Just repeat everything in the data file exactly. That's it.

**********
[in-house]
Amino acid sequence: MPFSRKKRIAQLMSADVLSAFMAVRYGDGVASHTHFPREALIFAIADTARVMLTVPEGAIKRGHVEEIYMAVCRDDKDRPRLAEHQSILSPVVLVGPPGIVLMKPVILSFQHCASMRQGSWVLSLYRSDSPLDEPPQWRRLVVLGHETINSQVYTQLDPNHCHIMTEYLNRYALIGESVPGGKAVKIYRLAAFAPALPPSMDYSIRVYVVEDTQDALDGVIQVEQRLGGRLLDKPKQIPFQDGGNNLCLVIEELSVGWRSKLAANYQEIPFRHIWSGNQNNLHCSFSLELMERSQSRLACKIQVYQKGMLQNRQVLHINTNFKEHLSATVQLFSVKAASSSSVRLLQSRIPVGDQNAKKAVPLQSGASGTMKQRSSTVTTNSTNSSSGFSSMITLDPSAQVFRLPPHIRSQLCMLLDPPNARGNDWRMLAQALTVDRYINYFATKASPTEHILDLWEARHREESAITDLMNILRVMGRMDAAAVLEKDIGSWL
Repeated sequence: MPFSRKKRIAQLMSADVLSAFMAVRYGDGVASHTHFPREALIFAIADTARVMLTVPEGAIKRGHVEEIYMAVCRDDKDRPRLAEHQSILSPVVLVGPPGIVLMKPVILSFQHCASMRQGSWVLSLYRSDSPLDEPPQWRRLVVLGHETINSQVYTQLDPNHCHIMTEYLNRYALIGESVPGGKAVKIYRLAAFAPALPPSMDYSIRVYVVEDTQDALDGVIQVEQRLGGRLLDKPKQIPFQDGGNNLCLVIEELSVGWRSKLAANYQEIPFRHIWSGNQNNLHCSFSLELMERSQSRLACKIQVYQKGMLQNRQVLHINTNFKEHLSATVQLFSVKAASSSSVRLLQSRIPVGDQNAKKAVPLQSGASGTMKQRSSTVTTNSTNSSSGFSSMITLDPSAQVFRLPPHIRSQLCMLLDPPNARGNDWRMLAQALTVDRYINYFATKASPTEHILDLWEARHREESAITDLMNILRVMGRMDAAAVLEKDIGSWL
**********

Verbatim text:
[in-house]
Amino acid sequence: MPFSRKKRIAQLMSADVLSAFMAVRYGDGVASHTHFPREALIFAIADTARVMLTVPEGAIKRGHVEEIYMAVCRDDKDRPRLAEHQSILSPVVLVGPPGIVLMKPVILSFQHCASMRQGSWVLSLYRSDSPLDEPPQWRRLVVLGHETINSQVYTQLDPNHCHIMTEYLNRYALIGESVPGGKAVKIYRLAAFAPALPPSMDYSIRVYVVEDTQDALDGVIQVEQRLGGRLLDKPKQIPFQDGGNNLCLVIEELSVGWRSKLAANYQEIPFRHIWSGNQNNLHCSFSLELMERSQSRLACKIQVYQKGMLQNRQVLHINTNFKEHLSATVQLFSVKAASSSSVRLLQSRIPVGDQNAKKAVPLQSGASGTMKQRSSTVTTNSTNSSSGFSSMITLDPSAQVFRLPPHIRSQLCMLLDPPNARGNDWRMLAQALTVDRYINYFATKASPTEHILDLWEARHREESAITDLMNILRVMGRMDAAAVLEKDIGSWL
Repeated sequence: MPFSRKKRIAQLMSADVLSAFMAVRYGDGVASHTHFPREALIFAIADTARVMLTVPEGAIKRGHVEEIYMAVCRDDKDRPRLAEHQSILSPVVLVGPPGIVLMKPVILSFQHCASMRQGSWVLSLYRSDSPLDEPPQWRRLVVLGHETINSQVYTQLDPNHCHIMTEYLNRYALIGESVPGGKAVKIYRLAAFAPALPPSMDYSIRVYVVEDTQDALDGVIQVEQRLGGRLLDKPKQIPFQDGGNNLCLVIEELSVGWRSKLAANYQEIPFRHIWSGNQNNLHCSFSLELMERSQSRLACKIQVYQKGMLQNRQVLHINTNFKEHLSATVQLFSVKAASSSSVRLLQSRIPVGDQNAKKAVPLQSGASGTMKQRSSTVTTNSTNSSSGFSSMITLDPSAQVFRLPPHIRSQLCMLLDPPNARGNDWRMLAQALTVDRYINYFATKASPTEHILDLWEARHREESAITDLMNILRVMGRMDAAAVLEKDIGSWL